Aromatic mint disperses fluids and heat, leaving a cooling aftereffect. The two together create a sense of opening and relief, like letting out a big sigh. Your body will feel calm and relaxed.
This variation on sun tea is perfect for cooling down on a hot day. Using heat from the sun instead of boiling water allows the herbs to retain a great deal of flavor.
Note: Vata should take caution not to drink too much Hibiscus, as its cooling qualities could squash your appetite & delicate digestive fire.
Bananas with Lemon Juice and Fresh Cilantro
Banana with lemon juice and cilantro is a sweet, refreshing, restorative summer snack…
Bananas and Electrolytes
Bananas are a great snack after a summer sweat because they restore electrolytes. Their high potassium content nourishes both the nervous system and the muscles. Eye twitching and muscle spasms in general are early signs of electrolyte imbalance. In early summer, a twitching eye may be your sign to curb excess sweating in early summer as well as a cue to enjoy healthy tropical treats with bananas.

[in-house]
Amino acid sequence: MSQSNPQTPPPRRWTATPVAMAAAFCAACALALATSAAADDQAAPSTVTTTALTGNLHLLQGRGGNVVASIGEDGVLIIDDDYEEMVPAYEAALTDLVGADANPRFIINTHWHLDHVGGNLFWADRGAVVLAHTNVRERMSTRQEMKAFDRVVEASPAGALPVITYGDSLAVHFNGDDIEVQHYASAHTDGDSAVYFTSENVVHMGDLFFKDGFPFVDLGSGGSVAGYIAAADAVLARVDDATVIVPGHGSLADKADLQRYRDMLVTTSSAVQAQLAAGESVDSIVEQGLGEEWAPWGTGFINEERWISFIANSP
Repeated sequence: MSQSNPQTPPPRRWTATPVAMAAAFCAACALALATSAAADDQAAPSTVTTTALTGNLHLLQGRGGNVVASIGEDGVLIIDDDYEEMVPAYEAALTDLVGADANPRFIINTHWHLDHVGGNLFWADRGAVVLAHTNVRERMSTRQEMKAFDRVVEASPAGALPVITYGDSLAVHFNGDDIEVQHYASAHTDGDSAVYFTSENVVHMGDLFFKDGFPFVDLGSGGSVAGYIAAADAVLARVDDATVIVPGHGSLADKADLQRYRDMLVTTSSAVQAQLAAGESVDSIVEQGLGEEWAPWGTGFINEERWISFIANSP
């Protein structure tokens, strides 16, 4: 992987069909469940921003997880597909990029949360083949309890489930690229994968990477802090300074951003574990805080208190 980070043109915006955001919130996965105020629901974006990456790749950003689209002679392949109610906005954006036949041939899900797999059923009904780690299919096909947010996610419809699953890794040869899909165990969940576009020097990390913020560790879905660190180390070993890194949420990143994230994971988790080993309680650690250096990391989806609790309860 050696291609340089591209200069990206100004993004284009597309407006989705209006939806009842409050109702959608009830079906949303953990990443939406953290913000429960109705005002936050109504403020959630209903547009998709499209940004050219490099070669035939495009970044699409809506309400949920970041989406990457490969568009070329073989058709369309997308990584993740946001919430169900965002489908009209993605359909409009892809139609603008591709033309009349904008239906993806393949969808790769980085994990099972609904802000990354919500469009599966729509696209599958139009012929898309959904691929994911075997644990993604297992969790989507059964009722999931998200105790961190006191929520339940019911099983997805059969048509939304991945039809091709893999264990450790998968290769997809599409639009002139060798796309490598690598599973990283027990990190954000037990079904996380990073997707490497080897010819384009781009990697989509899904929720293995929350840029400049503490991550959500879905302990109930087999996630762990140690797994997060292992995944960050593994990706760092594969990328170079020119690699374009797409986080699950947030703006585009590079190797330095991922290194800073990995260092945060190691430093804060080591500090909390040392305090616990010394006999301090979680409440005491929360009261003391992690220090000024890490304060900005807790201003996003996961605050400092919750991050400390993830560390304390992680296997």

Bananas also have a high sugar content. Under the wiltering summer heat, the high sugar and complex carbohydrates of banana may leave the stomach feeling a bit heavy. The lemon and cilantro aid the digestion of these complex carbohydrates.
Lemons in the Summer
Why is lemonade the most popular beverage of summer? Apart from their resemblance to a ray of sunshine, and juiciness to rival a summer waterfall, lemons open the pores and help you sweat. Sweating actually help keep your body cool. Among herbalists, foods that help you sweat are known as diaphoretics. Diaphoresis, the dilation of pores and blood vessels close to the surface of the skin, is your body’s way of turning on the air conditioner.